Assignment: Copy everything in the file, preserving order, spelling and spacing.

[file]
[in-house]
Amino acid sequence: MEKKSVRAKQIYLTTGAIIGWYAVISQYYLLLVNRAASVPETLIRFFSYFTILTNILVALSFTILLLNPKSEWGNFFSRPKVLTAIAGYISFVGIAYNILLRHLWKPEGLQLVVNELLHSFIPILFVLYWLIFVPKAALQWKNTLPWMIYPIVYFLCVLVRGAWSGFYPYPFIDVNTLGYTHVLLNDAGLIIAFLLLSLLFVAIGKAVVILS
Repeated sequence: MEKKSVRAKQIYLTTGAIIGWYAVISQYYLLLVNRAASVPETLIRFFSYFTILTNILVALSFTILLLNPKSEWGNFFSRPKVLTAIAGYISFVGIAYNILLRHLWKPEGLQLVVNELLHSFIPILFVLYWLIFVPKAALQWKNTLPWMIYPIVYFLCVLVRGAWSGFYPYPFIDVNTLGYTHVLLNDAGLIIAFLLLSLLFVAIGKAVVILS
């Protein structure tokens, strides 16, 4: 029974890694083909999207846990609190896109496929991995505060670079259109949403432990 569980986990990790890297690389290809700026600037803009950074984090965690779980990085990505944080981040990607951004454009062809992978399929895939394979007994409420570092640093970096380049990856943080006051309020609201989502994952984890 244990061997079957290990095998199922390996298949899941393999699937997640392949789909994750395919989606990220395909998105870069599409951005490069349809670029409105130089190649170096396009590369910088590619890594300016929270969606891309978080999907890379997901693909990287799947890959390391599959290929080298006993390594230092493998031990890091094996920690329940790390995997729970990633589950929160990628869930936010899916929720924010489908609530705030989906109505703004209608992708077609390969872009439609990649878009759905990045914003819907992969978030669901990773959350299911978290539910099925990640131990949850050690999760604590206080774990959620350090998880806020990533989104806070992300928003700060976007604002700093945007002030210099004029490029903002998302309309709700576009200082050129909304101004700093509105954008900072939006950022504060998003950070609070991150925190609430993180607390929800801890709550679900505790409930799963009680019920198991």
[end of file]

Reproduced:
[in-house]
Amino acid sequence: MEKKSVRAKQIYLTTGAIIGWYAVISQYYLLLVNRAASVPETLIRFFSYFTILTNILVALSFTILLLNPKSEWGNFFSRPKVLTAIAGYISFVGIAYNILLRHLWKPEGLQLVVNELLHSFIPILFVLYWLIFVPKAALQWKNTLPWMIYPIVYFLCVLVRGAWSGFYPYPFIDVNTLGYTHVLLNDAGLIIAFLLLSLLFVAIGKAVVILS
Repeated sequence: MEKKSVRAKQIYLTTGAIIGWYAVISQYYLLLVNRAASVPETLIRFFSYFTILTNILVALSFTILLLNPKSEWGNFFSRPKVLTAIAGYISFVGIAYNILLRHLWKPEGLQLVVNELLHSFIPILFVLYWLIFVPKAALQWKNTLPWMIYPIVYFLCVLVRGAWSGFYPYPFIDVNTLGYTHVLLNDAGLIIAFLLLSLLFVAIGKAVVILS
């Protein structure tokens, strides 16, 4: 029974890694083909999207846990609190896109496929991995505060670079259109949403432990 569980986990990790890297690389290809700026600037803009950074984090965690779980990085990505944080981040990607951004454009062809992978399929895939394979007994409420570092640093970096380049990856943080006051309020609201989502994952984890 244990061997079957290990095998199922390996298949899941393999699937997640392949789909994750395919989606990220395909998105870069599409951005490069349809670029409105130089190649170096396009590369910088590619890594300016929270969606891309978080999907890379997901693909990287799947890959390391599959290929080298006993390594230092493998031990890091094996920690329940790390995997729970990633589950929160990628869930936010899916929720924010489908609530705030989906109505703004209608992708077609390969872009439609990649878009759905990045914003819907992969978030669901990773959350299911978290539910099925990640131990949850050690999760604590206080774990959620350090998880806020990533989104806070992300928003700060976007604002700093945007002030210099004029490029903002998302309309709700576009200082050129909304101004700093509105954008900072939006950022504060998003950070609070991150925190609430993180607390929800801890709550679900505790409930799963009680019920198991």